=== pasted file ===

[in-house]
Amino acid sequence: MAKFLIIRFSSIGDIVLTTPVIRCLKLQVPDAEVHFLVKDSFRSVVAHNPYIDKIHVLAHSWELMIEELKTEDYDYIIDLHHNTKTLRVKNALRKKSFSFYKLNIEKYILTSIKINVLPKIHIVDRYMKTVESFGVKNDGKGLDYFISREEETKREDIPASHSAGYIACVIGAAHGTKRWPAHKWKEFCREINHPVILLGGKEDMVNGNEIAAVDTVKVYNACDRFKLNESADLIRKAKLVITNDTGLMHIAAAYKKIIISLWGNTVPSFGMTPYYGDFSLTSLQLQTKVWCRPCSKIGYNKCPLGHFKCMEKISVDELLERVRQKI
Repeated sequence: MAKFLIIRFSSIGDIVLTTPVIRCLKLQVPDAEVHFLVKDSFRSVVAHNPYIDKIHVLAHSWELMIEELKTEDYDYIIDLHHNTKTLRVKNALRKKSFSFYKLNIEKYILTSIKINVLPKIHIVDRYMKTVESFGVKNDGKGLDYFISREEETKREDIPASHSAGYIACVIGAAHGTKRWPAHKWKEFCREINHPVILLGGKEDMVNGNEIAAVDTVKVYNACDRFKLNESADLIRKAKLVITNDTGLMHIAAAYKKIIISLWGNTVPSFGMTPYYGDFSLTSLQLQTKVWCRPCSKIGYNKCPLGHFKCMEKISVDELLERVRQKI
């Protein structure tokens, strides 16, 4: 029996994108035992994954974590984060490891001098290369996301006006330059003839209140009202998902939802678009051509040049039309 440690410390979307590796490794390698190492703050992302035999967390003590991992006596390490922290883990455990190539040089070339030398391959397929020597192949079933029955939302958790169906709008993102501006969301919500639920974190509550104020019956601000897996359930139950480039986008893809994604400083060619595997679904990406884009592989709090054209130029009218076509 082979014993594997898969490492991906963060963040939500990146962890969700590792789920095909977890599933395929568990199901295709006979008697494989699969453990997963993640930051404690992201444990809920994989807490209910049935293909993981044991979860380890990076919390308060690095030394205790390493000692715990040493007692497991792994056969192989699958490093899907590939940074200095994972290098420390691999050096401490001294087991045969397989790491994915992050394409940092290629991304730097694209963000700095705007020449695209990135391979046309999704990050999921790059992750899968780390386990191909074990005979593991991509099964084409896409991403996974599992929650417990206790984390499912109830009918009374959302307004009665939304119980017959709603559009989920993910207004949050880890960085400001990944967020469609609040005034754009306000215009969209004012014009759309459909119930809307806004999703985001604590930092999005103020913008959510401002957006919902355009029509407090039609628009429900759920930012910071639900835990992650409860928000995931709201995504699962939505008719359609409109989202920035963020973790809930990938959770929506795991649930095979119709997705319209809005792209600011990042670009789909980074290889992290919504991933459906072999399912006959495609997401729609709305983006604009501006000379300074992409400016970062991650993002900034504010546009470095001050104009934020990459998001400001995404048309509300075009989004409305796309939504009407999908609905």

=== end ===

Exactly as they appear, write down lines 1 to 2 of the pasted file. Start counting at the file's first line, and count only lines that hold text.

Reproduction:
[in-house]
Amino acid sequence: MAKFLIIRFSSIGDIVLTTPVIRCLKLQVPDAEVHFLVKDSFRSVVAHNPYIDKIHVLAHSWELMIEELKTEDYDYIIDLHHNTKTLRVKNALRKKSFSFYKLNIEKYILTSIKINVLPKIHIVDRYMKTVESFGVKNDGKGLDYFISREEETKREDIPASHSAGYIACVIGAAHGTKRWPAHKWKEFCREINHPVILLGGKEDMVNGNEIAAVDTVKVYNACDRFKLNESADLIRKAKLVITNDTGLMHIAAAYKKIIISLWGNTVPSFGMTPYYGDFSLTSLQLQTKVWCRPCSKIGYNKCPLGHFKCMEKISVDELLERVRQKI